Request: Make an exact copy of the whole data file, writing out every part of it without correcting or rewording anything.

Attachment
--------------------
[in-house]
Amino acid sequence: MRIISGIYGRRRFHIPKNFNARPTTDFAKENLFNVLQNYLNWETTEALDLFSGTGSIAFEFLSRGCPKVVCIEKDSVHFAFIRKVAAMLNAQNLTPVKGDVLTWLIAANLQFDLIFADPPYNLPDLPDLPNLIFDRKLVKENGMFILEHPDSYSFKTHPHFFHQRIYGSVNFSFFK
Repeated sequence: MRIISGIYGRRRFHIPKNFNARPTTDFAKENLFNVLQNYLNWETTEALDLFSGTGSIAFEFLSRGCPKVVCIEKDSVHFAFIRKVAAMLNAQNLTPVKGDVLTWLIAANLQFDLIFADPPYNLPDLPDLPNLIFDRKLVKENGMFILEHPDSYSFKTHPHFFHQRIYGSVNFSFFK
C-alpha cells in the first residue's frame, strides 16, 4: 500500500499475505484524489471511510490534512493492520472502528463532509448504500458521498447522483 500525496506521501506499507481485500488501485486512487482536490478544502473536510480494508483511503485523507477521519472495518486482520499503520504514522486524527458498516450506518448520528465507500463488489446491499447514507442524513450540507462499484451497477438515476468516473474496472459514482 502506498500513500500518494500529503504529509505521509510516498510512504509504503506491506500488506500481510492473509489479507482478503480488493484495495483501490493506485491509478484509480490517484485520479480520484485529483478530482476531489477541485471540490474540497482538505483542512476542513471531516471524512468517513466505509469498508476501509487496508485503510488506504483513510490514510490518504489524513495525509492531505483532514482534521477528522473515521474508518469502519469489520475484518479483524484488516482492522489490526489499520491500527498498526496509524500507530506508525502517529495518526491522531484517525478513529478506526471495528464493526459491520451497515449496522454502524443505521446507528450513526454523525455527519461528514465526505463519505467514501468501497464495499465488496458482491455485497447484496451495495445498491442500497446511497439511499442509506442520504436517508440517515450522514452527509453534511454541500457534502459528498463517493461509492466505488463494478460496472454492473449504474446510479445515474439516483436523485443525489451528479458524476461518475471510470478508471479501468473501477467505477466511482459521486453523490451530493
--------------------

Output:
[in-house]
Amino acid sequence: MRIISGIYGRRRFHIPKNFNARPTTDFAKENLFNVLQNYLNWETTEALDLFSGTGSIAFEFLSRGCPKVVCIEKDSVHFAFIRKVAAMLNAQNLTPVKGDVLTWLIAANLQFDLIFADPPYNLPDLPDLPNLIFDRKLVKENGMFILEHPDSYSFKTHPHFFHQRIYGSVNFSFFK
Repeated sequence: MRIISGIYGRRRFHIPKNFNARPTTDFAKENLFNVLQNYLNWETTEALDLFSGTGSIAFEFLSRGCPKVVCIEKDSVHFAFIRKVAAMLNAQNLTPVKGDVLTWLIAANLQFDLIFADPPYNLPDLPDLPNLIFDRKLVKENGMFILEHPDSYSFKTHPHFFHQRIYGSVNFSFFK
C-alpha cells in the first residue's frame, strides 16, 4: 500500500499475505484524489471511510490534512493492520472502528463532509448504500458521498447522483 500525496506521501506499507481485500488501485486512487482536490478544502473536510480494508483511503485523507477521519472495518486482520499503520504514522486524527458498516450506518448520528465507500463488489446491499447514507442524513450540507462499484451497477438515476468516473474496472459514482 502506498500513500500518494500529503504529509505521509510516498510512504509504503506491506500488506500481510492473509489479507482478503480488493484495495483501490493506485491509478484509480490517484485520479480520484485529483478530482476531489477541485471540490474540497482538505483542512476542513471531516471524512468517513466505509469498508476501509487496508485503510488506504483513510490514510490518504489524513495525509492531505483532514482534521477528522473515521474508518469502519469489520475484518479483524484488516482492522489490526489499520491500527498498526496509524500507530506508525502517529495518526491522531484517525478513529478506526471495528464493526459491520451497515449496522454502524443505521446507528450513526454523525455527519461528514465526505463519505467514501468501497464495499465488496458482491455485497447484496451495495445498491442500497446511497439511499442509506442520504436517508440517515450522514452527509453534511454541500457534502459528498463517493461509492466505488463494478460496472454492473449504474446510479445515474439516483436523485443525489451528479458524476461518475471510470478508471479501468473501477467505477466511482459521486453523490451530493